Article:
Excavations at Haydarpaşa Station Reveal an Ancient Apse | Smart News
Since May 2018, excavations in the history of Istanbul Haydarpaşa Station have delivered an array of historical finds, including ruins from the Ottoman, Roman and Byzantine periods. Now bring it back Hurriyet Daily News, Turkish archaeologists unearthed remains from a third or fourth century BC apse, or semi-circular recess commonly found in older churches. The architectural element – considered to be part of a monument or mausoleum – is the oldest structure discovered at the site to date.
“There is an architectural density here,” says Mehmet Ali Polat, head of the excavations. Demirören press agency (DHA). “Most of these structures were built in the third and fourth centuries AD. Additions were made to these structures in the fifth and sixth centuries. “
As Hurriyet reports, Polat and his team discovered the apse near the station waiting platforms. the Turkish Ministry of Transport and Infrastructure and Ministry of Culture and Tourism started digging at the site three years ago, when restoration workers at the transport hub unearthed ancient artefacts. Since then, notes the DHA, experts have discovered more than 35,000 objects, large artifacts and columns in the approximately 3.7 million square foot excavation area.
Although researchers are not sure exactly why the former residents of Istanbul built the apse, they suspect it belonged to a sacred site. Through Encyclopedia Britannica, the apses of pre-Christian temples often played the role of “enlarged niche[s]Which contained sculpted likenesses of deities.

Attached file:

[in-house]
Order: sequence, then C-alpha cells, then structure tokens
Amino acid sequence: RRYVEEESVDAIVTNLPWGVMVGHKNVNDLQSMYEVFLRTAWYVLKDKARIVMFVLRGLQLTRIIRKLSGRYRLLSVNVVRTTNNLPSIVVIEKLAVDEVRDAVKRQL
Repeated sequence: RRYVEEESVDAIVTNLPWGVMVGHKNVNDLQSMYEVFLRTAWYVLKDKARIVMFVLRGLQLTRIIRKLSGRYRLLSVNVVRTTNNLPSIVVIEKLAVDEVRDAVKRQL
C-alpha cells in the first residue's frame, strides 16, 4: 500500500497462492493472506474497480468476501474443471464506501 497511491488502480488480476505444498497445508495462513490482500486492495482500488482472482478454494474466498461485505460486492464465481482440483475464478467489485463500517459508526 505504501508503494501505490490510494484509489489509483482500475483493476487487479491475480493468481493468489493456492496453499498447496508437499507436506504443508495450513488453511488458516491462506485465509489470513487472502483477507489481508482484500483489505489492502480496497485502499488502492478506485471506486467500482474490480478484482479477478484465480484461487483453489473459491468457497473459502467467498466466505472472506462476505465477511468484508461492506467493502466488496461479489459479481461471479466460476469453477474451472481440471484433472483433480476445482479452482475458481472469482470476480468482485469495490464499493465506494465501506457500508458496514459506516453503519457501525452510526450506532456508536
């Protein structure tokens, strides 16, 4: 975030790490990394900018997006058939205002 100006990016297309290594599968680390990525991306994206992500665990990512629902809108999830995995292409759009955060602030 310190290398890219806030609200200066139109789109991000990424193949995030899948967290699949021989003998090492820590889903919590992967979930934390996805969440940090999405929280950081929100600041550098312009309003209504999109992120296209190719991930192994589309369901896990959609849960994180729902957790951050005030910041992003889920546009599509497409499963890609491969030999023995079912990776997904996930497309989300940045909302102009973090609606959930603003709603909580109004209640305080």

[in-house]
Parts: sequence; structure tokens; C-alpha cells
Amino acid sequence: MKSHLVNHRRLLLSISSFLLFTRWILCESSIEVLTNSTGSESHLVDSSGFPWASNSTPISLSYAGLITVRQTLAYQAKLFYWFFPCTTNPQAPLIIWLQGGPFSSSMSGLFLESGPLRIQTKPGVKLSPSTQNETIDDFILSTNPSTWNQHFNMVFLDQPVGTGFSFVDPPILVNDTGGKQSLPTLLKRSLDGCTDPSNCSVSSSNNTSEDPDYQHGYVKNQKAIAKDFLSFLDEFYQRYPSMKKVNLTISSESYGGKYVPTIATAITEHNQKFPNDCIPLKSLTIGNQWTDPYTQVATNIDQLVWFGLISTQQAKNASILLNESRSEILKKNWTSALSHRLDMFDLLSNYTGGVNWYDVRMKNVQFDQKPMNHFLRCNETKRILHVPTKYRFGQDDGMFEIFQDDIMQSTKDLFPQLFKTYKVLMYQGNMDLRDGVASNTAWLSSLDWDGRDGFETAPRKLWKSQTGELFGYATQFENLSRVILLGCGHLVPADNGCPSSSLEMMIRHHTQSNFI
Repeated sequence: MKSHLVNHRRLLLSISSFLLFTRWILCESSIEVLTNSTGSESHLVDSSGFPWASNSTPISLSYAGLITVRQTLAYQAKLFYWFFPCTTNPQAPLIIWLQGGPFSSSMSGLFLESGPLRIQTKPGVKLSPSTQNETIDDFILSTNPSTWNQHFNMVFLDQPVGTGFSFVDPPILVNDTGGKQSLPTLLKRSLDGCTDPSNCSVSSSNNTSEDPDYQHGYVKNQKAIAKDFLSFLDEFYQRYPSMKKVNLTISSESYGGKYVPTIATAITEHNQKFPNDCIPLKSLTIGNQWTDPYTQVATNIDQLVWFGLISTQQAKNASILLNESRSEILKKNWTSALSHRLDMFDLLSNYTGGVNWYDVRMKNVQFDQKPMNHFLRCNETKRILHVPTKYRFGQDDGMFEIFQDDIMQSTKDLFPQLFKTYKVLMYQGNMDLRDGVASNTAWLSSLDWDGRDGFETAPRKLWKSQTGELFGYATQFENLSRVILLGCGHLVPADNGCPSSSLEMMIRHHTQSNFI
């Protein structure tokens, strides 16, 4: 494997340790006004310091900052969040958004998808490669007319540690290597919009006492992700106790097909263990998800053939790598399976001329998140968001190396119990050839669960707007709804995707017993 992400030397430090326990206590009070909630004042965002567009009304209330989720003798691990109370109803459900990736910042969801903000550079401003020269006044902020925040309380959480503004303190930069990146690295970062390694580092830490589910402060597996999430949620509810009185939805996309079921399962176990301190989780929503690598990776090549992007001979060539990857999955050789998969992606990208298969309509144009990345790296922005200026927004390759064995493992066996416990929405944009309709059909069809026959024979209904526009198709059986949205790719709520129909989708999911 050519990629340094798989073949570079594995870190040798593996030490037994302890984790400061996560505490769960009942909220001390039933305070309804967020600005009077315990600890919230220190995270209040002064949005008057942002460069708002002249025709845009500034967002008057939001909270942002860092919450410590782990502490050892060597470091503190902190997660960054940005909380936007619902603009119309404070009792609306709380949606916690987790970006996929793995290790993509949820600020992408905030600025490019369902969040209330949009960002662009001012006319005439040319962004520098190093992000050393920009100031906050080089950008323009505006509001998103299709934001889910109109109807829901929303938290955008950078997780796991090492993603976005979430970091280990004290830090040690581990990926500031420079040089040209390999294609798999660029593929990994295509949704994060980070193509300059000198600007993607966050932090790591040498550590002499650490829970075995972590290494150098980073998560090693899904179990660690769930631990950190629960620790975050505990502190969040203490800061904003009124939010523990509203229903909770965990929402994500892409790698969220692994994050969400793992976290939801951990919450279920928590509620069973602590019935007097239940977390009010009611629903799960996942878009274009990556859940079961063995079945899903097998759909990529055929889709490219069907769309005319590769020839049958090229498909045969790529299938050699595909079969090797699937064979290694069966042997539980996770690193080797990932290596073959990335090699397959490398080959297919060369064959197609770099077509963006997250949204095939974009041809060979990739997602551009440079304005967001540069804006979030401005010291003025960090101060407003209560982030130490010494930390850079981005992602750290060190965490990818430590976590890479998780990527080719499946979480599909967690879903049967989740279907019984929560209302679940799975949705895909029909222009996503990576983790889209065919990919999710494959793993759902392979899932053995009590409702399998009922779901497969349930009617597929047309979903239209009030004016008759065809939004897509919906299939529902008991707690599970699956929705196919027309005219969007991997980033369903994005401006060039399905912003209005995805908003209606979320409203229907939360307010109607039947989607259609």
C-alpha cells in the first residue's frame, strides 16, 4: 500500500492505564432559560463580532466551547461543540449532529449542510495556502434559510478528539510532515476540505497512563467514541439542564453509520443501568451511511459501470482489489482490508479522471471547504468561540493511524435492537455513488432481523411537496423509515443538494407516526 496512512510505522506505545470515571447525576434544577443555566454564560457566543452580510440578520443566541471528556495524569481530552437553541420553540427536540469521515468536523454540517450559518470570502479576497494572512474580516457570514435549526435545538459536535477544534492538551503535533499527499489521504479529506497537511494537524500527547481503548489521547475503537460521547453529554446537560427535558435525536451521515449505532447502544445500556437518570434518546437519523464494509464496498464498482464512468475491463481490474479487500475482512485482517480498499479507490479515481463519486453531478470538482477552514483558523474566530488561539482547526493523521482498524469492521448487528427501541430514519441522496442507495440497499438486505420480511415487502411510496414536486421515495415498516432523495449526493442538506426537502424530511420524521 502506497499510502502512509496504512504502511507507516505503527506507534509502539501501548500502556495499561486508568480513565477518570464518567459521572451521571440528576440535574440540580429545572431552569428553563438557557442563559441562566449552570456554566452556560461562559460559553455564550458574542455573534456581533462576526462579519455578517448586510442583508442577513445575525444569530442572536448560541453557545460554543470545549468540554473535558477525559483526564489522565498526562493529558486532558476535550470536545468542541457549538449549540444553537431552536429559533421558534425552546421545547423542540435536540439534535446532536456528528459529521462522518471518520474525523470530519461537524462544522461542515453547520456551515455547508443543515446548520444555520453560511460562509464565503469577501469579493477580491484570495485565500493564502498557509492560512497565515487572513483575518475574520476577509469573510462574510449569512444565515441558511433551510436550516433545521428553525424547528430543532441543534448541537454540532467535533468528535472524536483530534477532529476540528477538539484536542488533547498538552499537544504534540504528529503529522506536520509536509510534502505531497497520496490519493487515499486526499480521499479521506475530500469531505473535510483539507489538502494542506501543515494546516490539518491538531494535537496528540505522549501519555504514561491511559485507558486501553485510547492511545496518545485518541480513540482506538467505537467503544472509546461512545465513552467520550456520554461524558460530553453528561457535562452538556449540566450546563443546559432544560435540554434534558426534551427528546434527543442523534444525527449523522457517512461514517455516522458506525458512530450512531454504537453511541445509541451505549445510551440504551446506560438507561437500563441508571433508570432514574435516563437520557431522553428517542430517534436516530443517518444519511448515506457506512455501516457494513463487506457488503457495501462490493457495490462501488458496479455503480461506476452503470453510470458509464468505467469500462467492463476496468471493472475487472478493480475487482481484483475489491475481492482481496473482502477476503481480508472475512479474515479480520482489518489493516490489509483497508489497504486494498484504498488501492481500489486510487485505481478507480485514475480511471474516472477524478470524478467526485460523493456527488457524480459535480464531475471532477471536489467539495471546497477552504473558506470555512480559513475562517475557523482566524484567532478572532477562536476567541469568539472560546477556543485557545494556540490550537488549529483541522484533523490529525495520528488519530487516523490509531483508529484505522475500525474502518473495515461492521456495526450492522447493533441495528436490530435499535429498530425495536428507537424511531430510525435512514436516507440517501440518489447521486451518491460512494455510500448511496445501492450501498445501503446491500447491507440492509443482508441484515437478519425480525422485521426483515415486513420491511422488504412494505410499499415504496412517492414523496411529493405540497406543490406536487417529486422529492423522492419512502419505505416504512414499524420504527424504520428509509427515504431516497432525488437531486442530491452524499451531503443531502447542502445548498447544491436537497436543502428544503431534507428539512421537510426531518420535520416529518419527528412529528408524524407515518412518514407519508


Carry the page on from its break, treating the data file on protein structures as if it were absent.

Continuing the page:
Other highlights of the find include ceramics and coins spanning millennia, from the seventh century BC to the modern era, according to DHA.
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“This [area] is the northwest port of the ancient city of Khalkedon, a large structure that could be a warehouse, ”says Polat Hurriyet. “Across the road we see a group of buildings that could be a small summer palace.
As the Anadolu Agency reported last March, the unusual name of the site dates back to around 667 BC. Byzas of Megara founded the city of Byzantium on the European Golden Horn peninsula, opposite Khalkedon on the Asian side. (Byzantium is known today as Istanbul.) Because the people of Khalkedon failed to settle on the “perfect” peninsula now occupied by its people, they must have been blind, postulated Byzas.
Through Encyclopedia of World History‘s Donald L. Wasson, the Roman historian Tacitus later wrote that Byzas and his followers chose the place on the order of the “god of Delphi”, who advised them to settle “opposite the land of the blind ”.
The ancients used the area extensively between the fourth and seventh centuries AD After this point, however, most of the buildings fell into disrepair.
“Then it gradually becomes active again in the middle of the Byzantine period,” Polat told DHA. “We know from the remains we unearthed that there were only small workshops here at the end of the Byzantine period.”
Experts hope recent archaeological finds will shed light on aspects of Khalkedon’s enigmatic culture. As Jesse Holth writes for ARTnews, earlier finds – including 10,000 gold pieces, the remains of a fifth-century castle, and 28 sets of human remains – have helped archaeologists determine that the bustling metropolis likely boasted an expansive trading system.
the Istanbul Archeology Museums conduct around 250 excavations in the Turkish city each year, note DHA in a separate article. Last month reports Hurriyet, Polat and his colleagues announced the discovery of a pebble mosaic floor at the site of the future Kabataş station, which also houses the foundations of Europe’s first canning factory – a late 19th-century installation. which conditioned tomatoes and peas.